Global Citizenship and Preparing our Youth for Tomorrow

“Global Citizenship and Preparing our Youth for Tomorrow” was one of ten panel discussions that was held on October 4, 2013, during the 4th USJC Annual Conference.


Moderator: Ms. Yumi M. Kuwana, Founding Principal, Cook Pine Capital LLC
Speakers: Dr. Linda A. Hill, Wallace Brett Donham Professor of Business Administration, Harvard Business School
Mr. Lee Howell, Managing Director, Member of the Managing Board, World Economic Forum
Dr. David Leheny, Henry Wendt III ‘55 Professor of East Asian Studies, Princeton University
Dr. Yutaka Tsujinaka, Executive Advisor to the President, University of Tsukuba


What does it mean to become a Global Citizen? What tools do we need to navigate this complex and shrinking world? We need to think about Global Education and provide our next generation with the appropriate tools and knowledge to lead: a global mindset, language skills, cultural sensitivity, moral character and leadership skills. In order to prepare our youth for this increasingly globalized, digitalized and more complex world, it requires certain skills and tools in order to thrive in this 21st century world. This panel discussed these issues, how the U.S. and Japanese education systems are evolving in this globalized context, and how the U.S.-Japan Council can support our next generation’s education.


Special thanks to moderator Yumi Kuwana for providing this summary!

Global Citizenship and Global Education are topics of focus among leaders around the world. For example, in September 2013, the one year anniversary of the UN Secretary General’s Global Education First Initiative called for bold leadership and coordinated financing to achieve a breakthrough in education.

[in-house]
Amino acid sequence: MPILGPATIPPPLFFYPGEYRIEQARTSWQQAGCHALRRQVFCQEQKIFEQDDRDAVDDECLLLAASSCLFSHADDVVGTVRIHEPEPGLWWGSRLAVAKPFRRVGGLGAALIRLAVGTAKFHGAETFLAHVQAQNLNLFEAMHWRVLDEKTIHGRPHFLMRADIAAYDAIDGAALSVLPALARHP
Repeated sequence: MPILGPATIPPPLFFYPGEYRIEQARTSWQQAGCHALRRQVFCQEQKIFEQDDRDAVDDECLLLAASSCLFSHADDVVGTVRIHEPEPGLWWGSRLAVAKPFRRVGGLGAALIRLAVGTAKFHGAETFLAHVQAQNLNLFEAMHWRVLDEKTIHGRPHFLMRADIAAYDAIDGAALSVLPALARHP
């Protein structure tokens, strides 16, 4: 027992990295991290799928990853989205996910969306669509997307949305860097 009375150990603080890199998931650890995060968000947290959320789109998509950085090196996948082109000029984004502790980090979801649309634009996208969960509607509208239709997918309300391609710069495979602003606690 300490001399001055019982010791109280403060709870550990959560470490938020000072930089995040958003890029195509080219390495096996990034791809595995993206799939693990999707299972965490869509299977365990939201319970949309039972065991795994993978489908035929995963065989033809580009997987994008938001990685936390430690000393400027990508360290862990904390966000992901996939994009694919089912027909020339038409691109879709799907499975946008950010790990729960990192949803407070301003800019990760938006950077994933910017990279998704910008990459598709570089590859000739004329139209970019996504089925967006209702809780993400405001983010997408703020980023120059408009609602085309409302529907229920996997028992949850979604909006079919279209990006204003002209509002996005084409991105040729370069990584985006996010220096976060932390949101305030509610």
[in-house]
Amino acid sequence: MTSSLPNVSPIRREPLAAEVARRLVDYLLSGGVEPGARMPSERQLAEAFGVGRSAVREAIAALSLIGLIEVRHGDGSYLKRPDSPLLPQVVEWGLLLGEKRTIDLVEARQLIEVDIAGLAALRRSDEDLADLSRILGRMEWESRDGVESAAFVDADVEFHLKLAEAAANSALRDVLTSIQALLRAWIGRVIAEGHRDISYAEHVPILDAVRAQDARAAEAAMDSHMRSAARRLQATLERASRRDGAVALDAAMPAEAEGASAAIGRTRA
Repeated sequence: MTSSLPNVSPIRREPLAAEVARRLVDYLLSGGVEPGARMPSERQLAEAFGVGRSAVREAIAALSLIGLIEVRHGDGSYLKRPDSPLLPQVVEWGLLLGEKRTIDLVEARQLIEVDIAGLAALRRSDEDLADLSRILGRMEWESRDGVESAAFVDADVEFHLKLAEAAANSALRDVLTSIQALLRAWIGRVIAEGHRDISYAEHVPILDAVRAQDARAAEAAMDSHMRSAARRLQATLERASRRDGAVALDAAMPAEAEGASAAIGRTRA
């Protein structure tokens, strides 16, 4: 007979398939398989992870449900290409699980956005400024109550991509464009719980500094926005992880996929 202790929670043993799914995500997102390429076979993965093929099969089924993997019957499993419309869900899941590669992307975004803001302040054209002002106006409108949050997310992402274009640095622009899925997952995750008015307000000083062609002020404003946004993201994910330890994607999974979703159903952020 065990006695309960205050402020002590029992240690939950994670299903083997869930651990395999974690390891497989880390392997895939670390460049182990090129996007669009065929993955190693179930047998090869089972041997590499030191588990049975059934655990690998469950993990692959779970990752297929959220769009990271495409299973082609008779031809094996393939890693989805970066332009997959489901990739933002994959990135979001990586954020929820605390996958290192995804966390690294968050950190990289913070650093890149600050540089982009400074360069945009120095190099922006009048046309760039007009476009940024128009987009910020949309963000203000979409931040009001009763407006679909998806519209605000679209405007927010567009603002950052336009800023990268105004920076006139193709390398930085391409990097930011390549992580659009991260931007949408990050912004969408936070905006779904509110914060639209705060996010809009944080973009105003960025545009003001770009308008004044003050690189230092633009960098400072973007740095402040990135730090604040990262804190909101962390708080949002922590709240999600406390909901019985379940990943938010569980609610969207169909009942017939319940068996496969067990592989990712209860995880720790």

The “Global Citizenship and Preparing our Youth for Tomorrow” panel discussion was lively and diverse. The highlights are as follows:

Dr. Yutaka Tsujinaka commented on transnational citizenship, explaining how we are moving closer together and breaking down barriers with international exchange and travel. Yet, he said, because there are no voting rights on a global level to make decisions, accountability and recourse can be an issue.  He said that some changes are taking place in Japan, such as some schools adopting September as the beginning of the new school year. However, he said, this has an impact on corporate recruiting, and changes may be slow.

Lee Howell commented that we are all part of an interdependent global community. With this comes responsibility on both the individual and country level, he said. Skills needed to succeed for the 21st century include: 1. Technology/Systems (being able to use technology and enable) 2. Synthesizing Skills (critical thinking and judgment) 3. Holistic Approach (making sense and meaning of news and issues).

Dr. David Leheny stated that it is via education that we can overcome biases and prejudices, but that we also need to be aware that “knowledge without goodness is dangerous.” Dr. Leheny is involved in a college exchange program between the U.S. and Japan, which is mobilizing students as global citizens, and looks forward to enhancing the program at Princeton.

Dr. Linda Hill, who studies leadership and the innovation of companies around the world, stated that we all have a “slice of genius” and that the challenge is to identify and nurture this.  Our next generation needs: 1) A global mindset, while being grounded in their local community/family; 2) Flexibility and learning agility; 3) Critical thinking; 4) A moral compass; and 5) A sense of agency (to help others and be an agent of change).  In this day and age of information overload, it is critical to think beyond the surface and be aware of the media and prejudices (aware of who is commenting and their voice/perception). For example, history is written by the victors and from the winner’s perspective.